I slowly regained my strength and left the hostel to change my money and whilst i was out i had a burger king though I had already realised that fast food is not a cheap alternative out here. I just didn’t want to battle with trying to make an order for something I didn’t know if I’d even like. I got back to the hostel, checked in made the bed and showered.

whilst i had a few bits to sort in hindsight i should have used the free time to explore but I’d misread the itinerary and thought I had another free day. Finally it was 5pm and I got to meet the tour group and our honcho Elena an English tutor. There was a group from Leeds (Paul, Chris and Claire), a couple from Cambridge (Callum and Fi) and a guy from Norway called Gjermund Aasbrenn who told us to call him Gary. Sara was late arriving but everyone who was there seemed to be quite easy going and the ice was broken fairly quickly. For me it was relief to have company for the next leg.

It was raining and rather than heading for red square Elena suggested showing us the metro. I shuddered. But i knew from the tourist books some of the stations are considered tourist attractions in themselves and perhaps I’d appreciate it more when I wasn’t in a hurry.

Each station was like an art gallery to the Soviet Union with some even named and dedicated after different parts to the empire. it beat the bland old maze of Green Park. I grudgingly gave Moscow Metro a star. It got another when I appreciated that the trains were even more regular than in London. I still felt the directions didn’t make any sense but I could see some logic and maybe if I was Russian I’d find London underground equally baffling.

Finally we went to a convenience store to get supplies for the train to Irtusk and having dropped these off we successfully found a bar having now been united with the missing group member Sara. We had a couple of beers toasting new adventures and didn’t return back until after 1am.

We were up early next morning to explore Moscow. The breakfast service was slow and then when we finally arrived outside Red Square we couldn’t find the tour guide. It was the start of a number of frustrations.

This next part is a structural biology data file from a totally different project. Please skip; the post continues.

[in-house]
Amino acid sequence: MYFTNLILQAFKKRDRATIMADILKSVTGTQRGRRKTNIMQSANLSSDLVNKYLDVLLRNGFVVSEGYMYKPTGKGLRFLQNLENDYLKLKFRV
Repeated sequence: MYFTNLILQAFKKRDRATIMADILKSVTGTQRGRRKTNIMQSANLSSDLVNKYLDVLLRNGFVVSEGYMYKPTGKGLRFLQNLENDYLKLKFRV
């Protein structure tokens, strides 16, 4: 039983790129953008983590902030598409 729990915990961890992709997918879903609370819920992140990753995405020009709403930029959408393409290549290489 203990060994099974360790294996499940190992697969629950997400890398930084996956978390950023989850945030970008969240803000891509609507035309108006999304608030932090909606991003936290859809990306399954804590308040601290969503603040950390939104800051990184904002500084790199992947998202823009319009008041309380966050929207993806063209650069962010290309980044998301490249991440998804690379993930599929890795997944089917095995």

First we all wanted to go to the Kremlin but Elena opted to take us to a nearby park which meant crossing over the river to the opposite Sadly none of us remember the name but if I’m being honest, none of us cared and it felt a waste of precious time. It would be like people wanting to see Westminster Abbey and me walking with them past it over the Albert Bridge to Battersea Park. Finally she relented to an extent and took us in to Red Square. First she insisted we saw Lenin. I think I’m the only one within the group that had a morbid interest in seeing how a man that had such an impact on the 21st century is now left in a mummified state.

Annoyingly we couldn’t take our cameras in and the tour guide wasn’t by the exit which meant when we were finished we were near St Basils Cathedral but couldn’t take any pictures. It was now also 11.30 and our train was at 13.05. We weren’t sure how long the journey to the hostel and to the train station would take but we were expecting a mad rush. Still we hadn’t got to go inside the Kremlin.

Eventually we got the go ahead to go inside. The tour guide admitted she’d been a number of times and didn’t find it particularly interesting. We had 30 minutes to take in a sight that could easily have taken a day. It was such a blur but having heard so much about it I have seen behind the wall.

Unfortunately we now had 1 hour and 5 minutes to get back to the hostel and to the station. Tensions were high – but the group vowed not to leave anyone behind…